A search was performed through our institution’s medical records for patients born between December 1, 2006, and December 15, 2012, diagnosed with necrotizing enterocolitis (NEC), volvulus, gastroschisis, Hirschsprung’s disease (HD), intestinal atresia, small bowel perforation, dysmotility, gastroparesis, gastric necrosis, or meconium ileus. The resulting group of 334 patients was then divided into two cohorts based on year of birth; the cut point corresponding to the date INFANT was created.

Of 182 patients born between December 1, 2006, and November 30, 2009, with one of the diagnoses listed above, 155 did not fulfill criteria for SBS, leaving 27 subjects to form the pre-INFANT cohort.

Of the 152 neonates born between December 1, 2009, and December 15, 2012, with one of the above-mentioned conditions, 28 were referred to INFANT due to a suspected or confirmed diagnosis of intestinal failure and constituted the INFANT cohort (Figure 1).

Figure 1: Flow chart of patient selection. INFANT = INtestinal Failure and Advanced Nutrition Team; TPN = total parenteral nutrition.
2.3. Data Collection

A retrospective chart review was conducted to obtain information on (a) demographics and clinical characteristics, (b) nutrition, and (c) morbidity and mortality, as described below.

The following information on patient demographics and clinical characteristics was abstracted: gestational age, birth weight, sex, primary diagnosis, etiology of SBS, type of surgery performed, presence of stoma, age at the time of surgery, small bowel and colon length remaining after surgery, presence of ileocecal valve (ICV), length of Neonatal Intensive Care Unit (NICU) stay and hospitalization, and length of follow-up by INFANT.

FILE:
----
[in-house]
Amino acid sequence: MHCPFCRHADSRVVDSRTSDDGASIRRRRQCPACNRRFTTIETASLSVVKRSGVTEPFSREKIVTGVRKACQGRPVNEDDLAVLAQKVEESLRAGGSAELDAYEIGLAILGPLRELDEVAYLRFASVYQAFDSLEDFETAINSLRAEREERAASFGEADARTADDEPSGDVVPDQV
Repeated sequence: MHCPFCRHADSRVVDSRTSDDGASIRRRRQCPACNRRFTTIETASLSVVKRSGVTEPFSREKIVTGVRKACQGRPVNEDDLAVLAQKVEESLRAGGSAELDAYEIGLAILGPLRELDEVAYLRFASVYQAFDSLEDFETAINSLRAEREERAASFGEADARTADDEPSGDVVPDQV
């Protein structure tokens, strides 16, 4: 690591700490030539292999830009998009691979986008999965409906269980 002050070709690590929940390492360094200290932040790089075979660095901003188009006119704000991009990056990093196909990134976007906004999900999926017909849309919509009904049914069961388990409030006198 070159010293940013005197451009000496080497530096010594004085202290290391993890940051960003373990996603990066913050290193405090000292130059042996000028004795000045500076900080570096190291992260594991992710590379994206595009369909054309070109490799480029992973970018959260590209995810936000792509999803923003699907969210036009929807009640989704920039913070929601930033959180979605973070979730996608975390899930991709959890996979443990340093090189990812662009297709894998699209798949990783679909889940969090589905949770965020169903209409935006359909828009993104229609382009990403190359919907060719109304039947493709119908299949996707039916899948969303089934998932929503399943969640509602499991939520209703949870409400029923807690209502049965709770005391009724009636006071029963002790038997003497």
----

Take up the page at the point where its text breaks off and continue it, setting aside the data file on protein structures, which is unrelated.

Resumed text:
Nutritional data was obtained regarding duration of parenteral nutrition (PN) dependence, time to reach full enteral feeds if applicable, percentage of calories from PN if not fully enterally fed, home PN, gastrostomy tube insertion, and type of central venous line (CVL) if patient is on home PN.

Data on morbidity and mortality included number of septic episodes and etiology of sepsis, presence of cholestasis, maximum direct bilirubin, presence of liver failure, liver and bowel transplantation, and death and cause of death. The management strategies used to wean TPN in both groups were decided by the neonatologist and pediatric gastroenterologist in charge of that patient.

Operating room measurements of remaining small and large bowel were not available for all patients. In order to standardize the measurements, the percentages of small bowel and colon remaining after surgery were calculated by subtracting the length of intestine resected (data from pathology report available for all patients) from the average length of intestine for the patient according to the corrected gestational age at the time of the surgery [13, 14].